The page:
Elite officers in Iraq fear Vietnam-style collapse

Discussion in 'Current Affairs, News and Analysis' started by KGB_resident, Mar 2, 2007.

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  1. http://www.guardian.co.uk/Iraq/Story/0,,2023865,00.html

     
  2. More happy news from our Man in Moscow.
     
  3. If I were an American military planner then my decision would be to make American military presence in Iraq almost invisible. Leave Anbar province - this fruitless oilless desert. There are the 'Green zone', Airport, aroad between them in Baghdad. That's all. Concentrate efforts on these strategic objects and don't try to enter such places as Sadr city. Oil fields, pipe-lines, main roads other strategic objects should be controlled. But only they. Stop so called 'routine patrols', 'offensive operations'. They are senseless.

    This approach would reduce abilities of the insurgents to attack the troops. Number of killed would drop. Of course some areas would be under control of the insurgents but it is not too important now.
     
  4. in_the_cheapseats

    in_the_cheapseats LE Moderator

    They still don't get it. "Winning" in COIN is bloody difficult and more than anything takes time.

    I hope and pray that this is a misplaced journalistic interpretation of what actually has been said. However, if this is the attitude these advisors have, their ideas for dealing with insurgency really haven't moved from the previous "administration".
     
  5. Problems, Sergey. In this kind of op, it isn't enough to just fail to lose, you have to actively win. Pulling back to 'strategic areas' would cut down the casualty list in the short-term, but would be disasterous in the long term.

    Apart from emboldening the enemy and handing them a tremendous propaganda opportunity, this would cede them freedom of movement within the civilian population and effectively surrenders control of their support to the insurgents.

    Your troops would then be left in small fixed locations surrounded by a highly mobile and virtually invisible enemy who could hit at will.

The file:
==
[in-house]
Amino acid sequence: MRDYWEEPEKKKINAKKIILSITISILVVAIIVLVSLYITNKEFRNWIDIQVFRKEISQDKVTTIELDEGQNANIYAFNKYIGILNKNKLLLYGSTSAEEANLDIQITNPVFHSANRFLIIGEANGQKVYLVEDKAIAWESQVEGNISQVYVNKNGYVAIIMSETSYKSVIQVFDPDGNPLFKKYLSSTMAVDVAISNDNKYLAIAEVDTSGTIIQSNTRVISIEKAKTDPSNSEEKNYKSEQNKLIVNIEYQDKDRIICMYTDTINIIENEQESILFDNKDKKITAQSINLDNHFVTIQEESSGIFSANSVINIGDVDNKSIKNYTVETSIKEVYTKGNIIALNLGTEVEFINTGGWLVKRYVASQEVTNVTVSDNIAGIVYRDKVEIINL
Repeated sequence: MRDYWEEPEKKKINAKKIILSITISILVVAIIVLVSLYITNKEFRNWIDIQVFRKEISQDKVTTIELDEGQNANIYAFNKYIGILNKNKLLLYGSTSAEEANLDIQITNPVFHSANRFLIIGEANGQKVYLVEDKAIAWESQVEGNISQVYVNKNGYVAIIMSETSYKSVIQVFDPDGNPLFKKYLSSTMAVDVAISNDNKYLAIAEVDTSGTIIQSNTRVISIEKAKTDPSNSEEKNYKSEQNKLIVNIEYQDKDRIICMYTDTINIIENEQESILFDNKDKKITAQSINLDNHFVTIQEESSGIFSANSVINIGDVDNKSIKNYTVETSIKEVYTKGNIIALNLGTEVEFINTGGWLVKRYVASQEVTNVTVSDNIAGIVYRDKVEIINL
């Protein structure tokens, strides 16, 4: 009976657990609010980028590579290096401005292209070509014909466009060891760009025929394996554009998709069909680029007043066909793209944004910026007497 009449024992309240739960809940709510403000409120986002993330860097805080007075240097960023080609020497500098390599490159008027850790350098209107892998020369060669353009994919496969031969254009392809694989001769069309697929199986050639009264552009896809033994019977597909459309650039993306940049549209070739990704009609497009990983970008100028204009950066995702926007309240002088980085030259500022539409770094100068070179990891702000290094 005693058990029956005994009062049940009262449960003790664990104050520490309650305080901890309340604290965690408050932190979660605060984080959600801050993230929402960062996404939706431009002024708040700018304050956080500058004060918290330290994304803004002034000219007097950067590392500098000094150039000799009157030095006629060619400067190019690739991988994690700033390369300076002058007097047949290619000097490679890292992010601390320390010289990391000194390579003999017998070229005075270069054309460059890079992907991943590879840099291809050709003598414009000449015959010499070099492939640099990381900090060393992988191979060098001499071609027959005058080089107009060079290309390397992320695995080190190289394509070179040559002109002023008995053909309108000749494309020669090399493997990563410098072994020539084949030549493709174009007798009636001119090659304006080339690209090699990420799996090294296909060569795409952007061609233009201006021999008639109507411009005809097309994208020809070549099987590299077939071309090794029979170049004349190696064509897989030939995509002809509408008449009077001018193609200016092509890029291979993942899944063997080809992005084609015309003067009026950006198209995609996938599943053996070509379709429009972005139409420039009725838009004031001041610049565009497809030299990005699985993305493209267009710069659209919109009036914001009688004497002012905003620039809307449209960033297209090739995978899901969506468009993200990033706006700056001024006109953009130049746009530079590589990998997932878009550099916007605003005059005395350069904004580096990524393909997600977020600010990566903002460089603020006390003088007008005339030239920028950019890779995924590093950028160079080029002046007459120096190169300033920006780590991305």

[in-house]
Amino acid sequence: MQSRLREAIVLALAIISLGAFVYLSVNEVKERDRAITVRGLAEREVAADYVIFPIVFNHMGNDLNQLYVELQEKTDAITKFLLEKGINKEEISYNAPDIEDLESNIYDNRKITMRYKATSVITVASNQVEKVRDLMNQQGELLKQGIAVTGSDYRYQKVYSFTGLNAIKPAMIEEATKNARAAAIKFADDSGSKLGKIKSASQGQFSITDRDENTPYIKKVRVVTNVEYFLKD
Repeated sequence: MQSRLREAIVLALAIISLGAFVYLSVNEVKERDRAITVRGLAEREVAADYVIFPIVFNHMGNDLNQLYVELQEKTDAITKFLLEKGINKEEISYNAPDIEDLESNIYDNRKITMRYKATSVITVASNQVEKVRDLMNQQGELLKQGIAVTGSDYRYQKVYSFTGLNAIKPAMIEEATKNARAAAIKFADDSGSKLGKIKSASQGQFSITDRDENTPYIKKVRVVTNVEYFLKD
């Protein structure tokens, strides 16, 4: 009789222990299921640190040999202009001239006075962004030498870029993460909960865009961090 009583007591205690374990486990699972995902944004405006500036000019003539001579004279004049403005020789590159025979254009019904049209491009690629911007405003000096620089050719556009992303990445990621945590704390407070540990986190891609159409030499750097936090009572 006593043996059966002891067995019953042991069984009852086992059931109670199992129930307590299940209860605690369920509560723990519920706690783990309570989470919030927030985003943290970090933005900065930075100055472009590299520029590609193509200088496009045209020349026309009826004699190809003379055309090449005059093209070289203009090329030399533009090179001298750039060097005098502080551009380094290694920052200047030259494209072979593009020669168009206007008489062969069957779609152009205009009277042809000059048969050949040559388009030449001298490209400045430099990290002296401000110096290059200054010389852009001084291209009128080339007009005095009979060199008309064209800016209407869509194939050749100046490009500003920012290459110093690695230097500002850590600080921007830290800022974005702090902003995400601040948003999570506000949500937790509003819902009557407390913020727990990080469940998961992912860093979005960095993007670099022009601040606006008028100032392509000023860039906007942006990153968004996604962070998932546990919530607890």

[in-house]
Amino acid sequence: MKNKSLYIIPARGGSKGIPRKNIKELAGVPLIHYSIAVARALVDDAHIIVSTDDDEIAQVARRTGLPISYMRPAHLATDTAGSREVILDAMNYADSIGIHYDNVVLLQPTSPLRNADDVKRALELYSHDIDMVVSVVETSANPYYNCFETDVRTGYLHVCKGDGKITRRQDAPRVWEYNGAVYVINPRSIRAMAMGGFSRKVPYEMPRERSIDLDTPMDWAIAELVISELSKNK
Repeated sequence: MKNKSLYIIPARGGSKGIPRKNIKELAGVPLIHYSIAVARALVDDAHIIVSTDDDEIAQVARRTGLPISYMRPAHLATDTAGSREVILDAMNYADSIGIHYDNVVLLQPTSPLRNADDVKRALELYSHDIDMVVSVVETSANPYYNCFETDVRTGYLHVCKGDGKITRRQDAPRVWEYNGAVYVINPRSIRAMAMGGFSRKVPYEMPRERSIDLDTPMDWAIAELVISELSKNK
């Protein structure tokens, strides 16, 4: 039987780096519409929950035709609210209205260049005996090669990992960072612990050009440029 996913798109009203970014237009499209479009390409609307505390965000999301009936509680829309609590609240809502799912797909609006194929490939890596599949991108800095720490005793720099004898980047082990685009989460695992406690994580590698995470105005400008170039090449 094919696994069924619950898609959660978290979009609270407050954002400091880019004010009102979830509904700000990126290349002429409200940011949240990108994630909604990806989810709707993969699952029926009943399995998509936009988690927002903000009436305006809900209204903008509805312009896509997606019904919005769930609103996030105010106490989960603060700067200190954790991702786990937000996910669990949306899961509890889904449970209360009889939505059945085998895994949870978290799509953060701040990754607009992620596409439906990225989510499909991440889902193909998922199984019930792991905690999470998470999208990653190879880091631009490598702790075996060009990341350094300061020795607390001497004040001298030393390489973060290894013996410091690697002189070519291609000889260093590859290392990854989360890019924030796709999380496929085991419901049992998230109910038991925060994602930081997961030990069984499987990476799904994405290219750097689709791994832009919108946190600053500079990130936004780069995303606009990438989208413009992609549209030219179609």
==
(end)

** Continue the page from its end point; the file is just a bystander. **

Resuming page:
Of course, this does rather presume a willingness to adequately man and equip the occupying forces for a long-term campaign, which produces it's own short-term problems for professional politicians with elections looming...
     
  6. Actively win? It is impossible now in Iraq. Attempts to make an impossible thing are senseless.

    I'm not sure that you are right. If USA would have few Guantanamo-style bases then casualities would be minimal both in the short and long term.

    The insurgents have freedom of movement just now and they in fact control some parts of Iraq. As for propaganda war then the only way is a counter-propaganda. Military measures don't work

    I dare say you are not right. Now, the enemy is everywhere and nowhere. Namely present military strategy gives the insurgents an excellent possibility to use their mobile units. Any attack against big heavily fortified base require significant forces that could be detected and annihilated from air or/and by gun-fire.

    In any war offensive and defensive operations are used. It is a right time to turn to a tough defense in Iraq, minimising the casualities while keeping a strategic control over the country. Of course this U-turn should be done without any declarations. But the apparent result - sharp drop in casualities would be anyway a victory in the domestic propaganda war.

    And the Americans can return to previous strategy in any moment.
     
  7. Sergey...

    That thinking and doctrine has ended in..

    1. Dien Bien Phu

    2. The US Embassy in Saigon

    3. Gandamack.
     
  8. But there was N.Vietnam with its trained armed forces, tanks, planes, missiles. Unlikely the insurgents would have even one tank soon or jet-fighter or anything to storm (in fact invincible) American 'castles' in Iraq.

    I fancy that there exists a naive hope (in Washington) - just one more offensive, one more special operation or raid and the insurgency would be defeated. This strategy is not working. It is a bare truth.
     
  9. One of the persons mentioned in the Guardian article is Aussie LTC David Kilcullen and he responds today in his blog Small Wars Journal.

    http://smallwarsjournal.com/blog/2007/03/guardian-article-misrepresents/

     
  10. Mr. Kilcullen however confirms the main point.

    Can we ever speak about the 'Coalition' in Iraq? Mr.Kilcullen wrote

    He is right. The Coalition had disintegrated long before and now is dead (so it is far from the point of the disintegration).